Sunday, July 18, 2021

Fifteen years of The Maggot Sandwich.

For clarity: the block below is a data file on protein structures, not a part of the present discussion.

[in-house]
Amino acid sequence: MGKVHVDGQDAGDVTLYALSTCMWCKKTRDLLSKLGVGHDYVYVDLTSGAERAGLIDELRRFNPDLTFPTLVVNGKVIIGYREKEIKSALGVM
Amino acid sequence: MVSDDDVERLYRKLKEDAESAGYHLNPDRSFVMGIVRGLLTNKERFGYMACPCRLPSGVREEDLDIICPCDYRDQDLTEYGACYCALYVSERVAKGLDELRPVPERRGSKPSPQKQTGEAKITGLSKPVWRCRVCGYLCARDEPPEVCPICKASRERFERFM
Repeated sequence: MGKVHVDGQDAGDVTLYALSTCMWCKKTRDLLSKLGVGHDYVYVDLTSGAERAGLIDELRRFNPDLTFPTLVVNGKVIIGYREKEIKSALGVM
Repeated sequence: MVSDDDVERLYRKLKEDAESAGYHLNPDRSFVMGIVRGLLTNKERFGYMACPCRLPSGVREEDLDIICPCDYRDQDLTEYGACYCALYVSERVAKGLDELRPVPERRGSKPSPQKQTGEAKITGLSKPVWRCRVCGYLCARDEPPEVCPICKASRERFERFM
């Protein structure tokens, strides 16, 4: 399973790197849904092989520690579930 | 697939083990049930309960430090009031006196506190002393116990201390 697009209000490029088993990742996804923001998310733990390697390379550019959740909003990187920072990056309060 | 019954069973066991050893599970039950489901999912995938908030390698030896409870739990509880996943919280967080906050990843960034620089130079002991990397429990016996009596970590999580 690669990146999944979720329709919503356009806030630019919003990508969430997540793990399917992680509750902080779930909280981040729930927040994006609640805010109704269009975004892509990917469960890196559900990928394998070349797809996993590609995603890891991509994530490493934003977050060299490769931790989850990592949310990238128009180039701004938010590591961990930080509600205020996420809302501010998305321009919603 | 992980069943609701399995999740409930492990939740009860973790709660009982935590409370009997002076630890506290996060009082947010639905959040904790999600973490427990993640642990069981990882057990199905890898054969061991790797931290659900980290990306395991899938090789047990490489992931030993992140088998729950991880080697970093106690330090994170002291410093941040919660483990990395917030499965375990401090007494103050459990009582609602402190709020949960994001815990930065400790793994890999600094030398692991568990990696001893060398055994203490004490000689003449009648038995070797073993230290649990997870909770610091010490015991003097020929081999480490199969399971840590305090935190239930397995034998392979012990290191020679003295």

This Sunday marks the fifteenth anniversary of the first edition of Arthur Pewty's Maggot Sandwich. You can see my very first Blog entry above. The Maggot Sandwich has been published every single Sunday over the last fifteen years, without a single miss in all of that time. I am told that most Blogs last an average of eighteen months. It all began on a hot and humid Saturday evening back in July 2006. I was bored, and was playing around with various online publication tools when I came across Blogger - at the time a pretty basic content editing and management system run by Google, that had one major advantage - it was free to use. Every Sunday afternoon for the last fifteen  years I have published my blog, and for some happily unknown reason, a large number of people, both locally and around the world have chosen to read it. The Blog is almost unrecognisable when compared to the start; it has transformed from a rather annoying and shouty rant at life, the universe and everything into what I hope is an entertaining and informative journal with a focus on local events. I must admit that I had absolutely no intention of the Maggot Sandwich turning into what I suppose could be viewed as part of the local online landscape – I suppose that this is mainly due to its longevity – throw enough stuff at the wall, and eventually something will stick. As some have suspected, I feel that I am really a frustrated amateur journalist; since I cannot do the real thing, I play at it online. Some readers have accused me of being a “proper” author, but I hold no such illusions. What amazes me is that I have readers stretching from Tokyo to Hobart, Rio de Janeiro to Melbourne, Washington DC to Ho Chi Minh City. It seems that it is not just expats that read the Maggot Sandwich; for some inexplicable reason a number of people who have never visited Kent or indeed London log in week after week to check the postings relating to possibly the least glamorous and most under reported suburb of South East London - and I have absolutely no idea why. I am glad that readers seem to like what I publish. The blog originally started as a distraction - a way of having a whinge. It has developed into a (very minor) local news and information bureau. I have had several messages from both readers and contributors regarding the fifteenth anniversary; a selection of them begin with a piece from Dana Wiffen, who has written quite a number of articles for the Maggot Sandwich in the past:- "What an achievement still going after all this time, where some Blogs lose their focus after a while “Maggot Sandwich” has gone from strength to strength. Erith and the surrounding wards a lucky to have a tool that others coverage or all area positive points, negative items as well as crime and a history item. It’s no wonder that followers have increased over the years as the editor has managed to highlight all that is good and not so good in the area that has changed considerably over the years and especially with the high concentration of home building that seems to be a norm across Bexley Borough as well as most other London Boroughs. Quite often those that make decisions about a Boroughs future do so without a long term plan meaning that one decision can have a negative impact in another area. One such decision is to build high rise flats again in some areas, this was meant to be a thing of the past when eventually it was agreed that high rise flats add to mental health problems and can often lead to an increase in crime as well. Without such superb blogs and community volunteers such as Hugh Neal the pros and cons of what is going on around us would never be highlighted. Well done and a Happy 15th Anniversary on the 18th July for  Arthur Pewty's Maggot Sandwich long may it continue". Now a message from Richard of the excellent Thamesmead Grump Blog:- "15 years already. It seems like only yesterday that I was congratulating you on your tenth anniversary: how time flies. I know from personal experience how difficult it is to maintain enough enthusiasm to post on a regular basis and am full of admiration for your achievement. I am looking forward to reading your blog for the next fifteen years". A message from regular reader Teresa (no, not the one you may be thinking of!):- "Many congratulations! Fifteen years without fail is a tremendous achievement. I have followed the blog since we worked together at KPMG and am proud to have been an occasional contributor. I particularly appreciate your IT comments and security advice such as the perils of smart meters and the risks of on-line banking and swipe cards, My power provider is constantly trying to get me to have a smart meter installed but armed with knowledge acquired from the Blog, I constantly refuse. I similarly refuse to do on-line banking which seems to be a scammers' paradise. I also enjoy the end videos. The latest drone footage (if you can call it that these days) of Erith pier was fascinating. I look forward to many more Sunday afternoon reads". Now some words from regular reader and contributor Miles:- "Hugh and his Arthur Pewty's maggot sandwich blog have made an incredible contribution to the Erith and wider Bexley community over the last 15 years, before I moved to the local area I believe it was this very blog I came across which gave me my first taste of the history and atmosphere of the local community. Often the stories of old vanish into the ether as generations come and go. Retelling those tales and bringing them into the modern era through the blog format breathes new life into the historic and modern culture of Bexley. It’s quite incredible to see how Bexley has evolved over the last 50-100 years, Erith has a surprisingly rich history that neither I, nor I suspect most residents wouldn’t even recognise the town if they were transported back to the 1950s. By looking to the past we can compare how we’ve progressed, and what should be brought back. It’s hard to pin down one particular story that really sits with me, personally the work Hugh and the team that has been invested into The Old Library has been fascinating to follow and watch develop. I have no doubt in my mind it will serve as a true jewel in the crown for Erith. I hope the project pushes forward with their great work, if you haven’t taken the opportunity to visit or get involved I strongly suggest you pop by so you can see the amazing work they’ve done. I hope to see the blog continue to improve, encouraging local contributors to offer their opinions on local events and topics. It’d be great to focus on the occasional controversial topic which are usually more the territory of BexleyIsBonkers - shining a light on some of the less positive aspects of the area, and how we can improve it may help encourage change. So in closing, excellent work Hugh. I look forward to working with you in future, enjoy a pint of Ale on me. To the next fifteen years". Finally a piece from Peter Moore, my former boss during my time at Radio Caroline, who writes:- "Hugh and I knew each other due to a mutual connection with Radio Caroline, but that was long, long ago and for many years we lost touch. I cannot remember how or when I started to be sent his blog but interestingly, while I have never visited Bexley nor even driven though it, I started to look forward to each instalment due to the clear, informative and well researched way it was written. I am sure that his observations would be mirrored in any London borough with petty and more serious crime running rampant while the Police make fine statements and then return to seeking nebulous hate crimes. I have to remember that when Cressida Dick was appointed to a high position, she was asked her ambitions for the Met Police. One might have hoped she would have targetted drug dealing, knife attacks, moped gangs and burglary. She said that her main ambition was ' Diversity '. Indeed when Hugh, acting as an unpaid observer for the Police, photographed criminal activity he was viciously attacked and even with the clearest evidence, the Police managed to botch the investigation and the culprit, a known offender, walked away. No doubt he thinks he is untouchable and he is probably correct. Hugh also highlights bureaucracy and I may have had a direct connection with Bexley/Erith had I been able to bring my Radio Caroline pirate ship to the pier. Morrisons were willing. But at a meeting with the Port of London Authority, all was going well until a young graduate raised the objection that on one of the busiest marine thoroughfares in the world, the static presence of Radio Caroline might impact on the habitat of a tiny mud dwelling worm. No doubt the young lady was happy to have struck a blow for ecology. I took my ship elsewhere. I look forward to future instalments while saying the Hugh deserves a bigger audience". Thanks to all of my contributors; your feedback is always greatly appreciated. If you wish to contact me, please Email me at